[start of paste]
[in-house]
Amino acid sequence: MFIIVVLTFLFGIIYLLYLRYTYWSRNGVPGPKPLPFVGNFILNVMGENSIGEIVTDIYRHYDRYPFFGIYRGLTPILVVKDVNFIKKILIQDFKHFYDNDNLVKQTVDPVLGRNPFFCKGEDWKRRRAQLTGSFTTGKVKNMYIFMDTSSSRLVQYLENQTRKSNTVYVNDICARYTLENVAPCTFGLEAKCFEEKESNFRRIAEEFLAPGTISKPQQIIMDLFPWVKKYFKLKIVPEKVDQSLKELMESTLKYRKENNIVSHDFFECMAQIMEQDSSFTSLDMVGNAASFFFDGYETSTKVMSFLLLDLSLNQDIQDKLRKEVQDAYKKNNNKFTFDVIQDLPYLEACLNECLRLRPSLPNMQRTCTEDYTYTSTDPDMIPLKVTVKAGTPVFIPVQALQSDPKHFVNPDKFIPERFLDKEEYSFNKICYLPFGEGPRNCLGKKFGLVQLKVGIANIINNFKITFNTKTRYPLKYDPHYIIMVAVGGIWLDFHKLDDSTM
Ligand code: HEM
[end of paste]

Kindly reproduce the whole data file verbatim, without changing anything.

[in-house]
Amino acid sequence: MFIIVVLTFLFGIIYLLYLRYTYWSRNGVPGPKPLPFVGNFILNVMGENSIGEIVTDIYRHYDRYPFFGIYRGLTPILVVKDVNFIKKILIQDFKHFYDNDNLVKQTVDPVLGRNPFFCKGEDWKRRRAQLTGSFTTGKVKNMYIFMDTSSSRLVQYLENQTRKSNTVYVNDICARYTLENVAPCTFGLEAKCFEEKESNFRRIAEEFLAPGTISKPQQIIMDLFPWVKKYFKLKIVPEKVDQSLKELMESTLKYRKENNIVSHDFFECMAQIMEQDSSFTSLDMVGNAASFFFDGYETSTKVMSFLLLDLSLNQDIQDKLRKEVQDAYKKNNNKFTFDVIQDLPYLEACLNECLRLRPSLPNMQRTCTEDYTYTSTDPDMIPLKVTVKAGTPVFIPVQALQSDPKHFVNPDKFIPERFLDKEEYSFNKICYLPFGEGPRNCLGKKFGLVQLKVGIANIINNFKITFNTKTRYPLKYDPHYIIMVAVGGIWLDFHKLDDSTM
Ligand code: HEM